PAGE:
Breaking boundaries and defying expectations has never been easy. While savory chefs are often applauded for their wild flavor combinations, us sugar elves (the lord of the rings kind, not Santa’s) are met with raised eyebrows, strong questioning of sanity and harsh critique. *cue the Boromir’s of the world* - “one does not simply make weird non vanilla chocolate desserts.”
As the media picked up on Aphotic’s fully sea-centric restaurant they of course were incredibly intrigued by the oyster ice cream and the seafood desserts the team was putting out. At first I was stoked. After years of being a pastry chef and being considered an after-thought in restaurants I was previously at, desserts were shining as bright as the savory courses. This probably stems from the culture we have created at Aphotic - we all see each other as equals and no dish is more important than the other. Seeing your team’s desserts mentioned in local and national news is a big deal - until you read the comment’s section.
I’m a firm believer in “if you don’t have anything nice to say don’t say it at all” so you can imagine the gut wrenching feeling I got when I was working the service station plating what I thought were fun desserts and found out the cave-trolls of the internet were hard at work.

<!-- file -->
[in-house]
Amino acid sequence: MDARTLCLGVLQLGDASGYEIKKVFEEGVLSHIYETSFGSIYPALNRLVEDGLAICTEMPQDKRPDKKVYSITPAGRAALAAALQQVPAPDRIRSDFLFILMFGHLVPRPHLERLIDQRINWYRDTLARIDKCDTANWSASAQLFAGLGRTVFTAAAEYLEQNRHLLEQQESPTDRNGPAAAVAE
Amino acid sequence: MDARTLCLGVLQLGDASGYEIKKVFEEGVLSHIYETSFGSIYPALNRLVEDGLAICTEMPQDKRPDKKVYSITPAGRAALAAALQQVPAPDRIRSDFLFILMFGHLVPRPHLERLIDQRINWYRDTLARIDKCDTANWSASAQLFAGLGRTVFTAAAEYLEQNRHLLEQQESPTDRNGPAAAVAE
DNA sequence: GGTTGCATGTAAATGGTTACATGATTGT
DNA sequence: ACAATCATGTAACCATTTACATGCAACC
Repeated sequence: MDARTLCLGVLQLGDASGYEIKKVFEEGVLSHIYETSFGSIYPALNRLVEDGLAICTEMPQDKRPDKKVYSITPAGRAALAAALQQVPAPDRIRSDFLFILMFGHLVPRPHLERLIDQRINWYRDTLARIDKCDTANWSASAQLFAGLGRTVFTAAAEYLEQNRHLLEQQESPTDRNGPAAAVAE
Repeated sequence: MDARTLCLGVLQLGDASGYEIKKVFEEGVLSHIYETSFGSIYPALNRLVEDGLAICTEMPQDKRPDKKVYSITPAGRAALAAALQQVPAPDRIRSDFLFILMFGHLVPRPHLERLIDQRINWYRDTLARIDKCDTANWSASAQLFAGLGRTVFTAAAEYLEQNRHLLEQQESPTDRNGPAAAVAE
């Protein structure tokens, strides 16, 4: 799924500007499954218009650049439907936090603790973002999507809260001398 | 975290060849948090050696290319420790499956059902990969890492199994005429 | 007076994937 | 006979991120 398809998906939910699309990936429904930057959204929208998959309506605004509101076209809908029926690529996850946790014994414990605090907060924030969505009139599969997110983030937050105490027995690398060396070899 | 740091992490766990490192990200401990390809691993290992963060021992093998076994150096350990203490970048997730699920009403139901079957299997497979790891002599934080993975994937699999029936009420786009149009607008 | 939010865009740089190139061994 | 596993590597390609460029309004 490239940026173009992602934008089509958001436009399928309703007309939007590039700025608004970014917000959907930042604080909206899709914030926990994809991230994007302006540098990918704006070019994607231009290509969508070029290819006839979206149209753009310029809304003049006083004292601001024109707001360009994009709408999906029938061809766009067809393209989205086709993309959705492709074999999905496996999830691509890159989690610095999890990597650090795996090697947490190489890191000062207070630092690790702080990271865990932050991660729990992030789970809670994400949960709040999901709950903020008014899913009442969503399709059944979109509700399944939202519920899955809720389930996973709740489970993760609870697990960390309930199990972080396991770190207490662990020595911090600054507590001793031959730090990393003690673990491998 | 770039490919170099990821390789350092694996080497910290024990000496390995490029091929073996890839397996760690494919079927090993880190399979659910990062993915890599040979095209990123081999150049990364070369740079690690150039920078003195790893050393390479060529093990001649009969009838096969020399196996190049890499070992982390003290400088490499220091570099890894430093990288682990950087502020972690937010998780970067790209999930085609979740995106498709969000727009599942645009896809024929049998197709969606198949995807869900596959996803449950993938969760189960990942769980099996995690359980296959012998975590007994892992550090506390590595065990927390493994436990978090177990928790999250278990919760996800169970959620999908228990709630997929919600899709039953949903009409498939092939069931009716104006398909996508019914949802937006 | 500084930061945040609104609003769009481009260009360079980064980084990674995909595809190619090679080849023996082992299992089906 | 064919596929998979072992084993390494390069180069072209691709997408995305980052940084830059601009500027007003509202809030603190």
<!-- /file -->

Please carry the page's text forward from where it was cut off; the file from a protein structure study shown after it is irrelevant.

The critique that will stay with me the rest of my life is a full grown adult straight up just commenting “YUCK”, like a spoiled 4 year child. Although, even as a 4 year old I was instilled with a French education that taught me to never say “Berk” before having tasted a food. It sounds more romantic in French “On dit pas berk avant d’avoir goûté.” Call me a French snob but I think these people could benefit deeply from an “a la française” education.
I had two options. Either believe in our product and not listen to the criticism or remove it from the menu entirely.
I seriously considered the latter- I could easily create something safe with seaweed and seasonal fruit. It would be a “fine” pre dessert. However, negative criticism can often make you narrow minded. A couple years ago I would have probably cried in the walk-in fridge, been mad for a month about it, stubbornly removed it from the menu and ranted about it to my mom for months. I still vent about it (sorry mom) but I have since adopted the Ted Lasso goldfish mentality. The happiest animal on earth is a goldfish because it has a ten second memory. I chose to be a goldfish and focus on the abundant positive critique we were receiving on the oyster ice cream as it quickly became some people’s favorite course on the menu. One guest even ignored his severe dairy allergy just to be able to eat it! Those people are the ones we should be creating for and keep pushing boundaries for, and not the “yuckers” of the world.
The cherry on top of the cake is Michelin recognized the oyster ice cream as one of their favorite desserts in California in 2023. It’s a huge honor that makes it so much easier to read the negative critique about it now.
As pastry chef’s, I feel like we sometimes put ourselves in a box that is self created. I’m definitely not the first person to make fishy desserts, it’s not a crazy idea and there’s people out there who really want to try creations you may think are “too weird.”
While our team works on the next desserts, we always keep in mind what people may think but never restrict ourselves. There will always be negative critique but in the words of the great philosopher, Taylor Swift, I’m just gonna "shake it off".